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Stratlab a year in review

2015 Year in Review at Strategy Lab || ep 42 #inthelab

Growth, experiments, and a whole lot of page views! The 2015 wrap up of Strategy Lab Marketing, the little marketing engine that could do the impossible!

4 new @stratlab t-shirt designs

6 new posters

7 new postcards

11 new stickers

42 #inthelab episodes filmed and published

48 presentations given

56 websites Built

85 websites monitored in Google Analytics

1,205 likes on Instagram

1,242 lottery tickets given away

1,575 keywords tracked weekly in Moz

89,983 website page views on strategylab.ca

1,161,000 pages crawled weekly in Moz 

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Newsletter Meme

Before You Create Your Next Newsletter, Read This…

your-newsletter-is-incredibly-boringToday, every man, women, child, company, not-for-profit organization or any public entity, all have the freedom to create whatever they want and publish it online.  Think about it for a minute.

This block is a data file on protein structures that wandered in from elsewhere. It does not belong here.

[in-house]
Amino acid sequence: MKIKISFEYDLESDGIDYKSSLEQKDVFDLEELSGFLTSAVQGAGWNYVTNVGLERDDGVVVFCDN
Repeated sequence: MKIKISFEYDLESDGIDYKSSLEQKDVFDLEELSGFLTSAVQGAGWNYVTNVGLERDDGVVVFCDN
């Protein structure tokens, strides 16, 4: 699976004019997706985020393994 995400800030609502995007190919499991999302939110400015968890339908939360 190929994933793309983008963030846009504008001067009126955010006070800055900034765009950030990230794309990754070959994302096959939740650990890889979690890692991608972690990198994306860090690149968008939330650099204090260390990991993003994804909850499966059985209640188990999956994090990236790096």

Everyone is a media outlet.

Ten years ago, there were too many hurdles to jump through before you could get your own website.  Today, a site can be developed as fast as your hosting company can get you on to their server.  We’re talking hours, not months, weeks, or days.  On Twitter and Facebook you can have an audience within minutes of signing up.

When something that’s traditionally been expensive, like communication to an audience, becomes incredibly inexpensive (almost free) inevitably more people will utilize it.  That means there will be a lot of unintentional communication (more noise than signal).  Companies begin communicating without understanding the repercussions and soon will alienate their past and potentially future customers.  It happens on Facebook daily, updates that don’t solve a problem or entertain, just useless noise.

Here’s my warning.

Have you seen the Unsubscribe button on Facebook?

Unsubscribe

With one click, any one of your “friends/people” who like your page can silence everything you publish.  That’s just Facebook.

Filters on e-mail allow anyone to block your address if you’re sending them e-mails they don’t want.

Twitter’s the easiest, they can just simply unfollow you.

Remember, everyone’s a publisher now, if you or your company are trying to communicate something to an audience, it better be anticipated, engaging, relevant, timely, helpful, or entertaining.  If it’s not, no one is going to listen and you’re wasting your time.

Maybe it’s time to revisit your communication strategy.